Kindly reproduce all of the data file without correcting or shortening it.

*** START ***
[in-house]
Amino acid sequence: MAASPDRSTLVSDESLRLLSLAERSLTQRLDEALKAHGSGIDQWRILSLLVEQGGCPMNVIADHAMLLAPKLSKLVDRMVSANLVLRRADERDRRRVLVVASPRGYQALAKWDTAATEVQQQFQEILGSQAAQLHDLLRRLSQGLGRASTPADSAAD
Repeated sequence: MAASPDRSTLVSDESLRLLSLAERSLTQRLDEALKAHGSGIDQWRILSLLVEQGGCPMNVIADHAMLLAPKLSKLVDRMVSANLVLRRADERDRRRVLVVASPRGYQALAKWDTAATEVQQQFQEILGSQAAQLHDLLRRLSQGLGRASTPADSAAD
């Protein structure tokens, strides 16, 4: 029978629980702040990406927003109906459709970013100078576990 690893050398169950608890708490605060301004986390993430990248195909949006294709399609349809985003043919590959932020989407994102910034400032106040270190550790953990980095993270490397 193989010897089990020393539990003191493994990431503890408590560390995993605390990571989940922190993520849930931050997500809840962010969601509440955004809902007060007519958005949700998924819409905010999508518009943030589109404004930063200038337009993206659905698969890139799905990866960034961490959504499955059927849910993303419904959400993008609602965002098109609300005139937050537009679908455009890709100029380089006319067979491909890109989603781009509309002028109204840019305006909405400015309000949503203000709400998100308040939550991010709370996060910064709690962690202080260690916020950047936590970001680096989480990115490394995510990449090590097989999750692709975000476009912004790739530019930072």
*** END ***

[in-house]
Amino acid sequence: MAASPDRSTLVSDESLRLLSLAERSLTQRLDEALKAHGSGIDQWRILSLLVEQGGCPMNVIADHAMLLAPKLSKLVDRMVSANLVLRRADERDRRRVLVVASPRGYQALAKWDTAATEVQQQFQEILGSQAAQLHDLLRRLSQGLGRASTPADSAAD
Repeated sequence: MAASPDRSTLVSDESLRLLSLAERSLTQRLDEALKAHGSGIDQWRILSLLVEQGGCPMNVIADHAMLLAPKLSKLVDRMVSANLVLRRADERDRRRVLVVASPRGYQALAKWDTAATEVQQQFQEILGSQAAQLHDLLRRLSQGLGRASTPADSAAD
């Protein structure tokens, strides 16, 4: 029978629980702040990406927003109906459709970013100078576990 690893050398169950608890708490605060301004986390993430990248195909949006294709399609349809985003043919590959932020989407994102910034400032106040270190550790953990980095993270490397 193989010897089990020393539990003191493994990431503890408590560390995993605390990571989940922190993520849930931050997500809840962010969601509440955004809902007060007519958005949700998924819409905010999508518009943030589109404004930063200038337009993206659905698969890139799905990866960034961490959504499955059927849910993303419904959400993008609602965002098109609300005139937050537009679908455009890709100029380089006319067979491909890109989603781009509309002028109204840019305006909405400015309000949503203000709400998100308040939550991010709370996060910064709690962690202080260690916020950047936590970001680096989480990115490394995510990449090590097989999750692709975000476009912004790739530019930072």